About the blogger: Keren Brown is Chief Evangelist at www.kitchenbug.com and a mom of 3 kids under 5.

Recipe: Armenian Luleh Kebabs

One of my favorite dishes!




  • 3lbs ground lamb
  • 1/4 cup parsley, chopped fine
  • 1/4 cup onion, chopped
  • 1/2 cup bread crumbs
  • 1 tablespoon tomato paste
  • 1/4 can evaporated milk
  • 1 1/2 teaspoon salt
  • 1 teaspoon pepper
  • 2 teaspoons coriander
  • 1/2 teaspoon all spice
  • Dash cayenne pepper


  • Tomato Sauce


Preheat Oven to 375 degrees

Mix all ingredients (except topping) together well but DO NOT OVER MIX (this is important).

Form into about 2 inch ovals.

If you wish, the luleh kebabs can be frozen at this point. Pack for freezing in plastic bags or freezer safe glass tupperware. Defrost in refrigerator.

Arrange luleh kebabs in a glass pyrex for baking.

Cover with tomato sauce:


Cover with foil and place in center oven for 30 minutes.

Remove foil and cook for an additional 10 minutes (or until cooked throughout)

Serve with Pilaf.




Oven Beef Jerky Recipe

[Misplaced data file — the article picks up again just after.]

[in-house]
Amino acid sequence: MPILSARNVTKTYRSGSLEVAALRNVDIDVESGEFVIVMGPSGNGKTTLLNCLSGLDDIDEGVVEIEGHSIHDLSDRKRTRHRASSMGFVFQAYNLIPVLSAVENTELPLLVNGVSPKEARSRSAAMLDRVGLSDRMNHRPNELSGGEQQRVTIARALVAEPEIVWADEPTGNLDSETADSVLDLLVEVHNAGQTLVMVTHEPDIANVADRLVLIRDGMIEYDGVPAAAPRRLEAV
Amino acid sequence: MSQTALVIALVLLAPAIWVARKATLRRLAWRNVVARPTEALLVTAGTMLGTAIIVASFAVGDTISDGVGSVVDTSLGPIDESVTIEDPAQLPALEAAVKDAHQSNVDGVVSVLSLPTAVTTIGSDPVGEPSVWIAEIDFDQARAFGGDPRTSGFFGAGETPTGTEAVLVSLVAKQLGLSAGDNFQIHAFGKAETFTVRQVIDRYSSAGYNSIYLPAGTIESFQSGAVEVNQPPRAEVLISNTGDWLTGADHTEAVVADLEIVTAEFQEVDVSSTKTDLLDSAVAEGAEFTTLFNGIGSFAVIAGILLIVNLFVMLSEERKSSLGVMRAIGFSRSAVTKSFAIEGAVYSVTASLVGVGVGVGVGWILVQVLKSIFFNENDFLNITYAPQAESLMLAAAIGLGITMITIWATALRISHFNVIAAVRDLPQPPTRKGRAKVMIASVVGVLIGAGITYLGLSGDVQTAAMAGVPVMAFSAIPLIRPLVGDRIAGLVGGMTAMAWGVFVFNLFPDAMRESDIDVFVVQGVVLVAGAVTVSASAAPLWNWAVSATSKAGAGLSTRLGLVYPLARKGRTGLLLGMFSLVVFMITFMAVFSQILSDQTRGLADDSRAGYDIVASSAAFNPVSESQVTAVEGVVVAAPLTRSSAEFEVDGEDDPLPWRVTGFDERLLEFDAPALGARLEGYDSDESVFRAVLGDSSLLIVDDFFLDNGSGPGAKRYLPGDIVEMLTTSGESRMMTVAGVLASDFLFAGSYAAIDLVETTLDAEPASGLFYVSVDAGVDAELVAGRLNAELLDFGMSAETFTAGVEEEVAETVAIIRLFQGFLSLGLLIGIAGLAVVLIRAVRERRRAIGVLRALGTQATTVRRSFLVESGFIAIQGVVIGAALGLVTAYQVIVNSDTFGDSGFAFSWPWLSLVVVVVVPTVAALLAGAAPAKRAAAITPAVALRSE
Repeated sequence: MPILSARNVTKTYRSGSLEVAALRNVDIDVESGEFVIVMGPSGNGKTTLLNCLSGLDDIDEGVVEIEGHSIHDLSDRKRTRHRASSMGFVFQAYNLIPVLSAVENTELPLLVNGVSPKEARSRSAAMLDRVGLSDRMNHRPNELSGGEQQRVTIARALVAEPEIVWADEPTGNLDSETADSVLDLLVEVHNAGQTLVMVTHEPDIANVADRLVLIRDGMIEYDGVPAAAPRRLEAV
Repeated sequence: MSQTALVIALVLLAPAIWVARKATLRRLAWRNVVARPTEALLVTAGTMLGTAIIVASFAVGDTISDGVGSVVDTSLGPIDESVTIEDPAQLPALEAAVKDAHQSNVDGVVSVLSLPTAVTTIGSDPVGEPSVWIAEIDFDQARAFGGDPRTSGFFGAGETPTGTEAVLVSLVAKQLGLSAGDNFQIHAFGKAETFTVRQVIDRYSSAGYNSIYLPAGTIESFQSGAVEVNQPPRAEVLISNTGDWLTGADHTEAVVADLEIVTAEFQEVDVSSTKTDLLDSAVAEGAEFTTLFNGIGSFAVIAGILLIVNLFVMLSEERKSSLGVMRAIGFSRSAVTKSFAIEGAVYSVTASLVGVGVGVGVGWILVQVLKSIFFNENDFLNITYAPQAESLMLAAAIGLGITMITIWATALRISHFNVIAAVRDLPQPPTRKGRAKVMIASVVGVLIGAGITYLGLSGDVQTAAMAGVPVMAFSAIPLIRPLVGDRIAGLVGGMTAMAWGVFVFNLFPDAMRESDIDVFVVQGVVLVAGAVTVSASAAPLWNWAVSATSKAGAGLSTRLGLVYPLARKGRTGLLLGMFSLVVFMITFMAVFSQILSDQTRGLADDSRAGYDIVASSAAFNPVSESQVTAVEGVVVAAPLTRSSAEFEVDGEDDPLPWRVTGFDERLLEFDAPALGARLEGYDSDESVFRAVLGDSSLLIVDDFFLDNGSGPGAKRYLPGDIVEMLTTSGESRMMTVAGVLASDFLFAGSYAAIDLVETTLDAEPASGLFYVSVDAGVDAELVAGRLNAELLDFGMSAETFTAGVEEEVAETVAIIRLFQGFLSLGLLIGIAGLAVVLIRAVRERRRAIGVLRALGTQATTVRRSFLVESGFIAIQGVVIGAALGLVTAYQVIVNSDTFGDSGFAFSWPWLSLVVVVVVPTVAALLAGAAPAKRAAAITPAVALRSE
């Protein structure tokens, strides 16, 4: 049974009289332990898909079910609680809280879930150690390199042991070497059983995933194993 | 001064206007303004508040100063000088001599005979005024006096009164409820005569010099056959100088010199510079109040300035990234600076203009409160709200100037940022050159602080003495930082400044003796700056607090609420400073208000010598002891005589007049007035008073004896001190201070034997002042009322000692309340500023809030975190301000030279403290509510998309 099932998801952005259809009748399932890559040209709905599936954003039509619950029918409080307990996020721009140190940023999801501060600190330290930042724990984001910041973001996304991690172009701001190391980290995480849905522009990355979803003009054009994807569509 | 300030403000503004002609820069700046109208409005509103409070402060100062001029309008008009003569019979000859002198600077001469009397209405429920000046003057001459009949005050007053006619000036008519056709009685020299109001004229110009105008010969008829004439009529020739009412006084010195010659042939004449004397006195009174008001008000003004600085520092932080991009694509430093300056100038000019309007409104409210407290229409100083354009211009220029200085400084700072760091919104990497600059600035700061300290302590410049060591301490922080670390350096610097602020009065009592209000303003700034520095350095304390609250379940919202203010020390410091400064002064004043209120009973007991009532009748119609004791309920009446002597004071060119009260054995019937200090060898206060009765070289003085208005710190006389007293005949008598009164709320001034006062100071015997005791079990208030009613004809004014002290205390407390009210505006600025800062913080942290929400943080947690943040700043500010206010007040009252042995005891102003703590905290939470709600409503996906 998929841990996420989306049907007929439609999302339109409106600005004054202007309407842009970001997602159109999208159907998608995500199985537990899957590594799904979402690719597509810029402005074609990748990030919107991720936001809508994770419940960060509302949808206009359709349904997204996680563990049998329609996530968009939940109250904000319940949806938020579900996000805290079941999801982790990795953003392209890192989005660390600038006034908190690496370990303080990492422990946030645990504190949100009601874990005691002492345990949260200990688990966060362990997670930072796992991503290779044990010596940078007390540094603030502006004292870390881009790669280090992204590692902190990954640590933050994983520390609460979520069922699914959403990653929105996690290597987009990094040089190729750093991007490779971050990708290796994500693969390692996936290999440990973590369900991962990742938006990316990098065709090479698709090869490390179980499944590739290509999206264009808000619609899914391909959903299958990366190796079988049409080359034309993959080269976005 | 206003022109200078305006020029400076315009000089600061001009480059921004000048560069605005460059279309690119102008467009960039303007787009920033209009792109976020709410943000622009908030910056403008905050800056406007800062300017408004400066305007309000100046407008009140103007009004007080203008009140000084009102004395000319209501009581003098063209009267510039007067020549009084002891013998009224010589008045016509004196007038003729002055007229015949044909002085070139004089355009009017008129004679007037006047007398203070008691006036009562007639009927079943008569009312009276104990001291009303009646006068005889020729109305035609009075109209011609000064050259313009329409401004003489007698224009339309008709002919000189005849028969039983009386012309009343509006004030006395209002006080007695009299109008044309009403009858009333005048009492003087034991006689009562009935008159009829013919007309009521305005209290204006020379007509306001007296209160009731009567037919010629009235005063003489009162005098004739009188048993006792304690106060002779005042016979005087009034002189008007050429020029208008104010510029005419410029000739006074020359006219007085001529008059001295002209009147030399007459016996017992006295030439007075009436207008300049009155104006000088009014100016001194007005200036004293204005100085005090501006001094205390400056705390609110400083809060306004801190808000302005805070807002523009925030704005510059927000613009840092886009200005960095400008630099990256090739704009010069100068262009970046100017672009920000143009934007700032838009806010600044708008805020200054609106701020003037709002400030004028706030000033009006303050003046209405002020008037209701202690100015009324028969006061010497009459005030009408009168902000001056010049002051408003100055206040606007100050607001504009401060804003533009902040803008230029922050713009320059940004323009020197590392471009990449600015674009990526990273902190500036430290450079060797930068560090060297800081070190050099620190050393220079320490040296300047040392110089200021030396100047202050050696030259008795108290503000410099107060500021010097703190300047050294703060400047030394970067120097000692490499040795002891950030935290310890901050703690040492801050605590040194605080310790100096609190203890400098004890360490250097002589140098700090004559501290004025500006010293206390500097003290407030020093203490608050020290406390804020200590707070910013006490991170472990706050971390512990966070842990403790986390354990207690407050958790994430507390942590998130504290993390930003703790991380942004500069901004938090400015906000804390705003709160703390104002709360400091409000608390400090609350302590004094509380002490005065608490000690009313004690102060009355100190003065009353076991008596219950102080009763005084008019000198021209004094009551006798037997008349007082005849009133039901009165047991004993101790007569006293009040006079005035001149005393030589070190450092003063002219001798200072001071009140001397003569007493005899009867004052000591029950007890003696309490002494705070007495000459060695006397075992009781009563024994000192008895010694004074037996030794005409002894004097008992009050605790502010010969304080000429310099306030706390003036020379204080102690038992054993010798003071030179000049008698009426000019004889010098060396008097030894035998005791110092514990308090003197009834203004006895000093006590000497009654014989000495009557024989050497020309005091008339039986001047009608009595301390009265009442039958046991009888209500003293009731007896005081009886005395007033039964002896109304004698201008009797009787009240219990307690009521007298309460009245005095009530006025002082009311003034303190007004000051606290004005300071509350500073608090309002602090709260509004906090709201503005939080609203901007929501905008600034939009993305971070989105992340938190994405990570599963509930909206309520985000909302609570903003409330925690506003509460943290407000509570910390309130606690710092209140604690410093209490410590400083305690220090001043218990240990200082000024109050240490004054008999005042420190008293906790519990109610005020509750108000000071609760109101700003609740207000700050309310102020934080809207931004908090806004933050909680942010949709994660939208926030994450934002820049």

I was a little concerned when I saw the ingredients in the organic store-bought beef jerky we occasionally buy for the boys, so I decided to try and make my own.

Here is our easy beef jerky recipe:

  • 4 lbs round roast cut into ⅛-1/4 strips (but no larger)
  • 1 garlic head, minced
  • 1 chopped onion
  • 1 tablespoon freshly sliced ginger
  • 1 cup soy sauce
  • ¾ cup Worcestershire sauce
  • 1 teaspoon salt
  • 1 teaspoon ground red pepper
  1. Mix garlic, onion ginger, soy sauce, worcestershire sauce, salt, and ground pepper in a medium sized bowl.IMG_1133
  2. Add meat strips to the marinade.IMG_1136
  3. Cover and let marinate in the refrigerator for 1-24 hours.
  4. Preheat oven to 150 degrees.
  5. Line bottom rack with foil.
  6. Place strips of meat directly on the top oven rack, so drippings will be caught by bottom foil.IMG_1141
  7. Let cook for 4-7 hours.
  8. When cooked to desired consistency remove and let cool. IMG_1144
  9. Place in an airtight container.
  10. Enjoy!
Oven Beef Jerky Recipe
  • 4 lbs round roast cut into 1/8-1/4 strips (but no larger)
  • 1 garlic head, minced
  • 1 chopped onion
  • 1 tablespoon freshly sliced ginger
  • 1 cup soy sauce
  • 3/4 cup Worcestershire sauce